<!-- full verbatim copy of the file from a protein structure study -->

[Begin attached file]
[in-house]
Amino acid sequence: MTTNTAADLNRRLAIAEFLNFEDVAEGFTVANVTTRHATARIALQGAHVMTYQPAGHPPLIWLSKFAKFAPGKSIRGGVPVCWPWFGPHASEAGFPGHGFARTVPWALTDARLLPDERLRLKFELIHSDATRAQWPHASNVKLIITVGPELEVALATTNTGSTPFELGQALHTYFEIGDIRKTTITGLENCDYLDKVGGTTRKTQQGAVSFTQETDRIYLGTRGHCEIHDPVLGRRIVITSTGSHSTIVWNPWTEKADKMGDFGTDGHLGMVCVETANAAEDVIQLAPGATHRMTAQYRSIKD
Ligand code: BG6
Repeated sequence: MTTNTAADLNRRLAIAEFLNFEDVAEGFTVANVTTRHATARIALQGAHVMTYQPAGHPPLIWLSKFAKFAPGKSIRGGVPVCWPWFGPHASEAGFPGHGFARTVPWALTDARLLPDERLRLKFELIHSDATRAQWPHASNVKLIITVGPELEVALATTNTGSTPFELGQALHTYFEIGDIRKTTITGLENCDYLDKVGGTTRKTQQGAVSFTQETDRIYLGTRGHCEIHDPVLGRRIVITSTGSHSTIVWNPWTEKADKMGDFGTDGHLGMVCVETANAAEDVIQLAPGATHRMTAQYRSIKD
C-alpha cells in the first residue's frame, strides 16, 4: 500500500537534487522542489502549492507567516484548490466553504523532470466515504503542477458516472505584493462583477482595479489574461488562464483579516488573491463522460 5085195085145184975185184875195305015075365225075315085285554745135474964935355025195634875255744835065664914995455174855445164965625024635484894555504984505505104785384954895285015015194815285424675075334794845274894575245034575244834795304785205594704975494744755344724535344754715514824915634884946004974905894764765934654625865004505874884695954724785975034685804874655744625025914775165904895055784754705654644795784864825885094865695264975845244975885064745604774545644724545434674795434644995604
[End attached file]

[in-house]
Amino acid sequence: MTTNTAADLNRRLAIAEFLNFEDVAEGFTVANVTTRHATARIALQGAHVMTYQPAGHPPLIWLSKFAKFAPGKSIRGGVPVCWPWFGPHASEAGFPGHGFARTVPWALTDARLLPDERLRLKFELIHSDATRAQWPHASNVKLIITVGPELEVALATTNTGSTPFELGQALHTYFEIGDIRKTTITGLENCDYLDKVGGTTRKTQQGAVSFTQETDRIYLGTRGHCEIHDPVLGRRIVITSTGSHSTIVWNPWTEKADKMGDFGTDGHLGMVCVETANAAEDVIQLAPGATHRMTAQYRSIKD
Ligand code: BG6
Repeated sequence: MTTNTAADLNRRLAIAEFLNFEDVAEGFTVANVTTRHATARIALQGAHVMTYQPAGHPPLIWLSKFAKFAPGKSIRGGVPVCWPWFGPHASEAGFPGHGFARTVPWALTDARLLPDERLRLKFELIHSDATRAQWPHASNVKLIITVGPELEVALATTNTGSTPFELGQALHTYFEIGDIRKTTITGLENCDYLDKVGGTTRKTQQGAVSFTQETDRIYLGTRGHCEIHDPVLGRRIVITSTGSHSTIVWNPWTEKADKMGDFGTDGHLGMVCVETANAAEDVIQLAPGATHRMTAQYRSIKD
C-alpha cells in the first residue's frame, strides 16, 4: 500500500537534487522542489502549492507567516484548490466553504523532470466515504503542477458516472505584493462583477482595479489574461488562464483579516488573491463522460 5085195085145184975185184875195305015075365225075315085285554745135474964935355025195634875255744835065664914995455174855445164965625024635484894555504984505505104785384954895285015015194815285424675075334794845274894575245034575244834795304785205594704975494744755344724535344754715514824915634884946004974905894764765934654625865004505874884695954724785975034685804874655744625025914775165904895055784754705654644795784864825885094865695264975845244975885064745604774545644724545434674795434644995604